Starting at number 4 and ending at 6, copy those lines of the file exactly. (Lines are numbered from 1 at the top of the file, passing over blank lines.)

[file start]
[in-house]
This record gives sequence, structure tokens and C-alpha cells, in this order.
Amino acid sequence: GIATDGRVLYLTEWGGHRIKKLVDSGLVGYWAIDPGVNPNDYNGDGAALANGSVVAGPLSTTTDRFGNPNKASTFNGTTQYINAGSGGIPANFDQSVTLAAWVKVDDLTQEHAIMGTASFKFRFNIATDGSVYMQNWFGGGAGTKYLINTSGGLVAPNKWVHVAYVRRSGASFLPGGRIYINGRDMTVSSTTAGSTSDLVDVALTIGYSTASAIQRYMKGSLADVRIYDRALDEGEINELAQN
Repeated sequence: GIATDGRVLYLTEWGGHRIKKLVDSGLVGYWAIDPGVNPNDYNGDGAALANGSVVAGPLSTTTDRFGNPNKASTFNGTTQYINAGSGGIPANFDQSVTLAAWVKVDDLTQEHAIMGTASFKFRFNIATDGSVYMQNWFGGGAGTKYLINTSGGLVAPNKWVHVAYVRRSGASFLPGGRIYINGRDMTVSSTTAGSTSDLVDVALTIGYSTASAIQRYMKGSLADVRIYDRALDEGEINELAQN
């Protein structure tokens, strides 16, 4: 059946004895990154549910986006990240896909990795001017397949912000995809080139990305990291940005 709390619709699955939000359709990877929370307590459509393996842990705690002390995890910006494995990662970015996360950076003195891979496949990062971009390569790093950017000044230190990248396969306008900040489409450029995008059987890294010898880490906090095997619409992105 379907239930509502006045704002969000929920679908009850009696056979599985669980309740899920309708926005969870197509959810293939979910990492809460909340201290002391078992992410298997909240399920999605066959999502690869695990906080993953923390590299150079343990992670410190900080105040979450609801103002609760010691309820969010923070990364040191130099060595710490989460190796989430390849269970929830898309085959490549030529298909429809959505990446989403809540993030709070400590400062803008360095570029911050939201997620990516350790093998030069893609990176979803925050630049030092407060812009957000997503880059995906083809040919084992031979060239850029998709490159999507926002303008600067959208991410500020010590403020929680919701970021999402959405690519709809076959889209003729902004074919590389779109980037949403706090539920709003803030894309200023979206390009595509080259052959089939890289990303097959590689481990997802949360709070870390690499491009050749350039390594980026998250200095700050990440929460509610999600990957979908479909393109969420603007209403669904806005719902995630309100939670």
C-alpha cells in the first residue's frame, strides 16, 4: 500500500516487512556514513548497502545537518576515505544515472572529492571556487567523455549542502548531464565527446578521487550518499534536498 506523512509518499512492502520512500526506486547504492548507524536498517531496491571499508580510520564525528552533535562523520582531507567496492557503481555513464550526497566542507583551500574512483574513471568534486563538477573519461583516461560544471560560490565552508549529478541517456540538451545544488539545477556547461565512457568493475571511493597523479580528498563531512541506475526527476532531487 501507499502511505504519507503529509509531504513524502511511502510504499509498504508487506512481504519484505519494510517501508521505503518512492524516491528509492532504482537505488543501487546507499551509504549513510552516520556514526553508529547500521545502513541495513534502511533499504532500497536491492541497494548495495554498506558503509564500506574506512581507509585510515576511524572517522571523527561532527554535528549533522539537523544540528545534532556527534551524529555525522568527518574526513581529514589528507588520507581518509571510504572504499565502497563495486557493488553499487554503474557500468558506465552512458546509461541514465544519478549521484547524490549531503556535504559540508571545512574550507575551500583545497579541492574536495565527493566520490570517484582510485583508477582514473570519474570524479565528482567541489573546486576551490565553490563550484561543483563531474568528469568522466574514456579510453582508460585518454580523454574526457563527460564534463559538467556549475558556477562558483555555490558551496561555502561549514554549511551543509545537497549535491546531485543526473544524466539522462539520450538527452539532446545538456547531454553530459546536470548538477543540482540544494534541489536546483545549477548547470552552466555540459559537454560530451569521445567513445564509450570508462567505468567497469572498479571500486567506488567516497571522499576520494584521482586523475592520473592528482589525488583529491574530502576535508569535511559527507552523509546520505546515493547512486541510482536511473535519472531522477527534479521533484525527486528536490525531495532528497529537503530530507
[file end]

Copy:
Repeated sequence: GIATDGRVLYLTEWGGHRIKKLVDSGLVGYWAIDPGVNPNDYNGDGAALANGSVVAGPLSTTTDRFGNPNKASTFNGTTQYINAGSGGIPANFDQSVTLAAWVKVDDLTQEHAIMGTASFKFRFNIATDGSVYMQNWFGGGAGTKYLINTSGGLVAPNKWVHVAYVRRSGASFLPGGRIYINGRDMTVSSTTAGSTSDLVDVALTIGYSTASAIQRYMKGSLADVRIYDRALDEGEINELAQN
């Protein structure tokens, strides 16, 4: 059946004895990154549910986006990240896909990795001017397949912000995809080139990305990291940005 709390619709699955939000359709990877929370307590459509393996842990705690002390995890910006494995990662970015996360950076003195891979496949990062971009390569790093950017000044230190990248396969306008900040489409450029995008059987890294010898880490906090095997619409992105 379907239930509502006045704002969000929920679908009850009696056979599985669980309740899920309708926005969870197509959810293939979910990492809460909340201290002391078992992410298997909240399920999605066959999502690869695990906080993953923390590299150079343990992670410190900080105040979450609801103002609760010691309820969010923070990364040191130099060595710490989460190796989430390849269970929830898309085959490549030529298909429809959505990446989403809540993030709070400590400062803008360095570029911050939201997620990516350790093998030069893609990176979803925050630049030092407060812009957000997503880059995906083809040919084992031979060239850029998709490159999507926002303008600067959208991410500020010590403020929680919701970021999402959405690519709809076959889209003729902004074919590389779109980037949403706090539920709003803030894309200023979206390009595509080259052959089939890289990303097959590689481990997802949360709070870390690499491009050749350039390594980026998250200095700050990440929460509610999600990957979908479909393109969420603007209403669904806005719902995630309100939670």
C-alpha cells in the first residue's frame, strides 16, 4: 500500500516487512556514513548497502545537518576515505544515472572529492571556487567523455549542502548531464565527446578521487550518499534536498 506523512509518499512492502520512500526506486547504492548507524536498517531496491571499508580510520564525528552533535562523520582531507567496492557503481555513464550526497566542507583551500574512483574513471568534486563538477573519461583516461560544471560560490565552508549529478541517456540538451545544488539545477556547461565512457568493475571511493597523479580528498563531512541506475526527476532531487 501507499502511505504519507503529509509531504513524502511511502510504499509498504508487506512481504519484505519494510517501508521505503518512492524516491528509492532504482537505488543501487546507499551509504549513510552516520556514526553508529547500521545502513541495513534502511533499504532500497536491492541497494548495495554498506558503509564500506574506512581507509585510515576511524572517522571523527561532527554535528549533522539537523544540528545534532556527534551524529555525522568527518574526513581529514589528507588520507581518509571510504572504499565502497563495486557493488553499487554503474557500468558506465552512458546509461541514465544519478549521484547524490549531503556535504559540508571545512574550507575551500583545497579541492574536495565527493566520490570517484582510485583508477582514473570519474570524479565528482567541489573546486576551490565553490563550484561543483563531474568528469568522466574514456579510453582508460585518454580523454574526457563527460564534463559538467556549475558556477562558483555555490558551496561555502561549514554549511551543509545537497549535491546531485543526473544524466539522462539520450538527452539532446545538456547531454553530459546536470548538477543540482540544494534541489536546483545549477548547470552552466555540459559537454560530451569521445567513445564509450570508462567505468567497469572498479571500486567506488567516497571522499576520494584521482586523475592520473592528482589525488583529491574530502576535508569535511559527507552523509546520505546515493547512486541510482536511473535519472531522477527534479521533484525527486528536490525531495532528497529537503530530507